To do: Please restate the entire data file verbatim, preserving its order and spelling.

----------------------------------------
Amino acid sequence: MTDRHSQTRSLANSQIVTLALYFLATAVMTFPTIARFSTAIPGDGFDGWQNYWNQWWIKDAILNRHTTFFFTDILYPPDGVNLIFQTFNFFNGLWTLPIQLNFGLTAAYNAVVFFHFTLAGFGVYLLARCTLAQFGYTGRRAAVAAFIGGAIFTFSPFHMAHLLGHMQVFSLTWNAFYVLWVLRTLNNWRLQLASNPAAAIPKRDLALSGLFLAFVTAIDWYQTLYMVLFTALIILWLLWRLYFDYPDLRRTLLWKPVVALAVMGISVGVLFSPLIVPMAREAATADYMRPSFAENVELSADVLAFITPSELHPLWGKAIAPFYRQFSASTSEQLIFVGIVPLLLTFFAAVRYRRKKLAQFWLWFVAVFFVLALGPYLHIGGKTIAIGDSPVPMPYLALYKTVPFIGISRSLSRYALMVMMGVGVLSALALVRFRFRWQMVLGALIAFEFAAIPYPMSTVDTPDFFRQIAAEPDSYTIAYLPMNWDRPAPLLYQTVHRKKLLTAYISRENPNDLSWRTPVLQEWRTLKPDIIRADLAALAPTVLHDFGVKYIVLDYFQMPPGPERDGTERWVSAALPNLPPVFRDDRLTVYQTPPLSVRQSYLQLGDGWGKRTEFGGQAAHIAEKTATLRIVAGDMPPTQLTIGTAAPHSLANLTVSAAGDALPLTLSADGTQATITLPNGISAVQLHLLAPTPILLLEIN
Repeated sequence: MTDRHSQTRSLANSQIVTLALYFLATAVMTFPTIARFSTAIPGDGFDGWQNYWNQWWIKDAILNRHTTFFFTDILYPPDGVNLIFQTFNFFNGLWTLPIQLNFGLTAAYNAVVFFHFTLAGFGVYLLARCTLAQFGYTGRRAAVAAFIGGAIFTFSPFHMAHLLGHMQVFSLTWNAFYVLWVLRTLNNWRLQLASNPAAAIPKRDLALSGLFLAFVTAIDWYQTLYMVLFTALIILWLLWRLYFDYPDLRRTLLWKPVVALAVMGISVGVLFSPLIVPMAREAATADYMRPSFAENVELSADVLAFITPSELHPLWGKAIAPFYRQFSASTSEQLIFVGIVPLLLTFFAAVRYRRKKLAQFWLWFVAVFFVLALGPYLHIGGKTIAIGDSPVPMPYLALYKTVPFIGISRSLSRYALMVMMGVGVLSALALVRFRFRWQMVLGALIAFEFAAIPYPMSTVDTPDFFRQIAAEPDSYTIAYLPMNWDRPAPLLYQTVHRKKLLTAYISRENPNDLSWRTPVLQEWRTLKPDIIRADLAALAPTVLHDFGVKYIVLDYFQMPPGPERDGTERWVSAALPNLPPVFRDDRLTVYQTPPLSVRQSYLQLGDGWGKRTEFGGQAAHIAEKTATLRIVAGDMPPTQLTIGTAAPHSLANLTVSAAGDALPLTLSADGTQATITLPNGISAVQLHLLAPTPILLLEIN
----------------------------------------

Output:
Amino acid sequence: MTDRHSQTRSLANSQIVTLALYFLATAVMTFPTIARFSTAIPGDGFDGWQNYWNQWWIKDAILNRHTTFFFTDILYPPDGVNLIFQTFNFFNGLWTLPIQLNFGLTAAYNAVVFFHFTLAGFGVYLLARCTLAQFGYTGRRAAVAAFIGGAIFTFSPFHMAHLLGHMQVFSLTWNAFYVLWVLRTLNNWRLQLASNPAAAIPKRDLALSGLFLAFVTAIDWYQTLYMVLFTALIILWLLWRLYFDYPDLRRTLLWKPVVALAVMGISVGVLFSPLIVPMAREAATADYMRPSFAENVELSADVLAFITPSELHPLWGKAIAPFYRQFSASTSEQLIFVGIVPLLLTFFAAVRYRRKKLAQFWLWFVAVFFVLALGPYLHIGGKTIAIGDSPVPMPYLALYKTVPFIGISRSLSRYALMVMMGVGVLSALALVRFRFRWQMVLGALIAFEFAAIPYPMSTVDTPDFFRQIAAEPDSYTIAYLPMNWDRPAPLLYQTVHRKKLLTAYISRENPNDLSWRTPVLQEWRTLKPDIIRADLAALAPTVLHDFGVKYIVLDYFQMPPGPERDGTERWVSAALPNLPPVFRDDRLTVYQTPPLSVRQSYLQLGDGWGKRTEFGGQAAHIAEKTATLRIVAGDMPPTQLTIGTAAPHSLANLTVSAAGDALPLTLSADGTQATITLPNGISAVQLHLLAPTPILLLEIN
Repeated sequence: MTDRHSQTRSLANSQIVTLALYFLATAVMTFPTIARFSTAIPGDGFDGWQNYWNQWWIKDAILNRHTTFFFTDILYPPDGVNLIFQTFNFFNGLWTLPIQLNFGLTAAYNAVVFFHFTLAGFGVYLLARCTLAQFGYTGRRAAVAAFIGGAIFTFSPFHMAHLLGHMQVFSLTWNAFYVLWVLRTLNNWRLQLASNPAAAIPKRDLALSGLFLAFVTAIDWYQTLYMVLFTALIILWLLWRLYFDYPDLRRTLLWKPVVALAVMGISVGVLFSPLIVPMAREAATADYMRPSFAENVELSADVLAFITPSELHPLWGKAIAPFYRQFSASTSEQLIFVGIVPLLLTFFAAVRYRRKKLAQFWLWFVAVFFVLALGPYLHIGGKTIAIGDSPVPMPYLALYKTVPFIGISRSLSRYALMVMMGVGVLSALALVRFRFRWQMVLGALIAFEFAAIPYPMSTVDTPDFFRQIAAEPDSYTIAYLPMNWDRPAPLLYQTVHRKKLLTAYISRENPNDLSWRTPVLQEWRTLKPDIIRADLAALAPTVLHDFGVKYIVLDYFQMPPGPERDGTERWVSAALPNLPPVFRDDRLTVYQTPPLSVRQSYLQLGDGWGKRTEFGGQAAHIAEKTATLRIVAGDMPPTQLTIGTAAPHSLANLTVSAAGDALPLTLSADGTQATITLPNGISAVQLHLLAPTPILLLEIN